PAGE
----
“The great thing is it shows the diversity in the history of Black people but also, it shows the diversity in the African experience, so I love the fact that we’re not consistent,” Glocke said. “I think it’s really unique for us as a discipline.”

However, Glocke embraces the new name of the department.

“I think it will give us an opportunity to kind of rebirth ourselves in a way,” Glocke said. “We have new faculty, some of our faculty have retired or have made their transition, so i think we have a new energy. We have an attitude of recruiting more students to become majors and minors, and I think that the new name will give us an opportunity to do that.”

Glocke feels the name change delay was not “a big deal” for the university.

“It just might not have been on their radar screen,” Glocke said. “For African, African-American Studies [and] Pan African Studies, naming is really important for us, but I don’t necessarily know that everyone shares that [feeling],”

Pan African studies department and ethnic studies as a whole was “born out of protest,” Glocke said.

In 1968, the Black Student Union and the Third World Liberation Front staged a strike calling for “a larger black studies program,” according to the SFSU website. A year later, the College of Ethnic Studies began, paving the way for other schools in the United States to follow suit.

“If the students want the name change for the degree, then of course, we’ll help to fight for that,” Glocke said. “We come out of protest, so if we see injustice, we’re going to stand up for it. That’s our legacy, that’s our lineage.”

A look into the new iOS 7 system from Apple

Now that the new iPhones 5S and 5C have been released, it’s time to talk about the operating system which comes installed out of the box.

iOS 7, which debuted two days before the latest Apple devices hit stores, boasts many improvements to the previous operating system, iOS 6.

First, the look of the OS is completely overhauled. Icons are more two-dimensional and flat, colors more vibrant, and many apps have changed face, which could cause early-adopters to search for their Photos, Game Center or Newsstand apps unsuccessfully at first. Other app icons look fairly similar to their iOS 6 counterparts and will be easier to find.

Another major update is Siri, which can now understand and execute more commands such as checking the score of your favorite sports team’s game, searching the web for photos of a particular subject, and more. Apple’s personal assistant also includes a new male voice, which can be toggled through the phone’s settings.

Native apps received new features as well, most notably the camera. Video, photo and panorama modes are accessed by a simple swipe to the left or right. Debuting with this update is a square mode, which makes it easier to take Instagram-ready photos. Nine filters were also added to the app.

While iOS 7 brings major updates to other pre-installed apps such as Messages, Voice Memos, Phone, Calendar, Safari and others, it also is introducing new features.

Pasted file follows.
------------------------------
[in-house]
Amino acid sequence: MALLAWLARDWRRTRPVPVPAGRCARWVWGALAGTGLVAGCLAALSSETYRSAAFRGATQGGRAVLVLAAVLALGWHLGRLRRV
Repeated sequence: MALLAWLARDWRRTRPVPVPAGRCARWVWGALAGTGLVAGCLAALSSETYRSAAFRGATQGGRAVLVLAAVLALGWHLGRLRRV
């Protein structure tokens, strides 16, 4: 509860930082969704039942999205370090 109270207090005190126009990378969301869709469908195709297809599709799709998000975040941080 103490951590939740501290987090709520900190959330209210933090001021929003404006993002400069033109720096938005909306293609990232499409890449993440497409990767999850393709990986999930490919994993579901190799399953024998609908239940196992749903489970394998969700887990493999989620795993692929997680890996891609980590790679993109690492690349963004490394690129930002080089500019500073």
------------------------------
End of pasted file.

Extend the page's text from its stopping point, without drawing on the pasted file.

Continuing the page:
Apple is debuting Control Center, which can be accessed by swiping upwards from just above the home button. Here, users will find icons for their Bluetooth, Wifi, Camera, Calendar, Calculator, Airplane Mode, and a native flashlight, which is another new addition. Gone are the cumbersome days of having to go through the Settings apps of an iPhone or iPad to locate these heavily-used functions.

Music lovers now have a new option for discovering new artists in iTunes Radio. The feature lets users pick from radio stations based on popular artists or decades, or they can create their own, mimicking what can be done on Pandora.

The Notification Center is also receiving a new view called Today. The feature gives a summary of the weather, what is on a person’s calendar, the day’s stocks, and any reminders that a user has set. Viewing other notifications can be accessed by pressing the All option, which is right next to the Today and Missed options.

Not all iDevices are eligible for this new operating system. The iPhone 5S, 5C and 5 all have full iOS 7 functionality, as well as the third generation, fourth generation and mini iPads. Older devices, like the iPhone 4 or iPad 2, will be shorted certain features, such as the camera’s new features or Airdrop, which allows users to send files over the air to other nearby devices.

iOS can be downloaded by going to the iPhone or iPad’s settings, choosing Software Update, and following the steps. At least three gigabytes of space is needed for the OS to download and install.

The latest iPhones come with iOS version 7.0.1. All other devices that upgrade to the new iOS will receive version 7.0.

Apps you didn’t know you needed: know when to run and pee

RunPeeAPPIn a movie theater, it is expected to ignore a phone call while the film is playing. But when nature dials your body’s number, that’s a call that may not be possible to leave unanswered.

The problem is a trip to the bathroom could mean missing key plot points, resulting in the tricky decision of “hold or go.”

Luckily, there’s an app for that.

RunPee lets the viewer know, down to the minute, when and for how long to get up and use the facilities during a movie. The app gives an overview of what occurred during a trip to the loo.